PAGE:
The stage is set for dramatic street scenes in Chicago this May during the G-8 and NATO summits. The actors are ready: Mass actions in Oakland, Calif., on Saturday, followed by solidarity marches across the country Sunday indicate that Occupy is far from stagnating. Occupy Chicago has called for a "Chicago Spring" to coordinate protest groups and actions during the summit, while Adbusters, the Vancouver-based culture jamming magazine, last week implored 50,000 people to descend on Chicago in May. Seasoned summit-hoppers from around the world have had their planners marked for months.
Then there's the backdrop: Chicago, the site of the notorious 1968 Democratic National Convention and police riot. The city of Barack Obama's election night rally in 2008 -- when a politician could still pull off a slogan like "hope" and it didn't seem to everyone like a cruel joke. And, as of this month, a Chicago where protest rules and punishments for dissent are stricter than ever, thanks to ordinances recently passed through the city council.
"The ordinances, combined with Chicago's history of spying on political activists, do not bode well for how the City will treat protesters at the upcoming G-8/NATO summits," Heidi Boghosian, director of the National Lawyers Guild, told Salon.
The new rules, introduced by Chicago Mayor Rahm Emanuel and passed by the city council, include an increased number of surveillance cameras across the city; the ability for Chicago's police chief to deputize trained out-of-state law enforcement personnel; increases in parade permit fees and heavier fines for violating parade rules; keeping public parks closed longer than usual each day; the requirement that "large parades" (almost every sizable street protest) take out $1 million liability insurance to get permits and for organizers to “agree to reimburse the city for any damage to the public way or to city property arising out of or caused by the parade.”
"When municipalities require that liability insurance be taken out by protesters before permits are granted, authorities are making it costly and burdensome for political groups to secure permits. Changing the requirements for obtaining protest permits is just one of many tactics that the Guild has seen used across the country in advance of large-scale demonstrations, all of which amount to an improper infringement on the right to assemble and engage in First Amendment-protected activities," said Boghosian.
The insurance requirements and other parade restrictions give little incentive for organizers to apply for permits at all. In the well-founded understanding that mayhem will ensue and that many people heading for Chicago care little for permitted modes of dissent anyway, the city ordinances seem to disincentivize groups from taking on the burden of a permit, while not at all discouraging people intent on taking the streets from doing so.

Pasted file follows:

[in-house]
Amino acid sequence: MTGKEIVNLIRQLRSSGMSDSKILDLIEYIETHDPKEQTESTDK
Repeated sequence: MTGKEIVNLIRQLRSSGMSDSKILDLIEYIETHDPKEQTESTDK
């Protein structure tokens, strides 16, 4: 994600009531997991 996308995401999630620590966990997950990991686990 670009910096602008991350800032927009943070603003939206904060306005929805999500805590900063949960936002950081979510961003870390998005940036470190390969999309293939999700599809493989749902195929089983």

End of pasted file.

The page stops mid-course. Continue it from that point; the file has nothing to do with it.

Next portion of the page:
Former Seattle police chief Norman Stamper, who oversaw the policing of the Battle of Seattle in 1999 and knows all too well the effect of repressive crackdowns on dissent, is skeptical about Chicago's new rules to restrict marches, which include a requirement that protesters provide the city with a list of all signs, banners and sound equipment. "It could well backfire, its provisions provoking additional protest, and raising questions about how they would be enforced," said Stamper.
Mayor Emanuel, in the face of immense opposition from protest groups and aldermen, conceded to drop an initial proposal to also increase fines for resisting arrest. Nonetheless, a press release from Occupy Chicago called the remaining ordinances’ passage through city council “a significant attack on democratic rights.”
"The mayor of Chicago has a clear choice," said Bernadine Dorhn, former member of the Weather Underground and associate professor of law at Northwestern University, who spoke out against Chicago police actions at the 1968 DNC. "He can represent Chicago as an Open City: open the parks and public spaces, and welcome debate, dissent and arts ... Or he can shut down speech and assembly, and prepare for the apocalypse: arm and prepare police for violence and confrontation, close the parks, schools and public places, and barricade the warmakers of NATO and G-8 as they meet for the new military/economic order."
It seems Emanuel made his choice and opted for preemptive crackdown, further setting the tone for tense scenes come May. When President Obama announced that Chicago would be the first U.S. city outside of Washington, D.C., to host a NATO summit, many residents expressed concern. University of Chicago economist Allen Sanderson told CBS Chicago that the summit could be a "potential disaster," noting that the timing will see Occupy supporters "out of hibernation."
The decision to stick with Chicago for the summit and amp up protest controls shows a president willing to co-opt and clamp down on dissent for his own purposes. As Sanderson warns, however, Obama and Emanuel might come to regret their choices. Occupy Chicago have already answered the new ordinances defiantly, announcing, "Mayor Emanuel, you’ll see us in the streets of Chicago: our streets."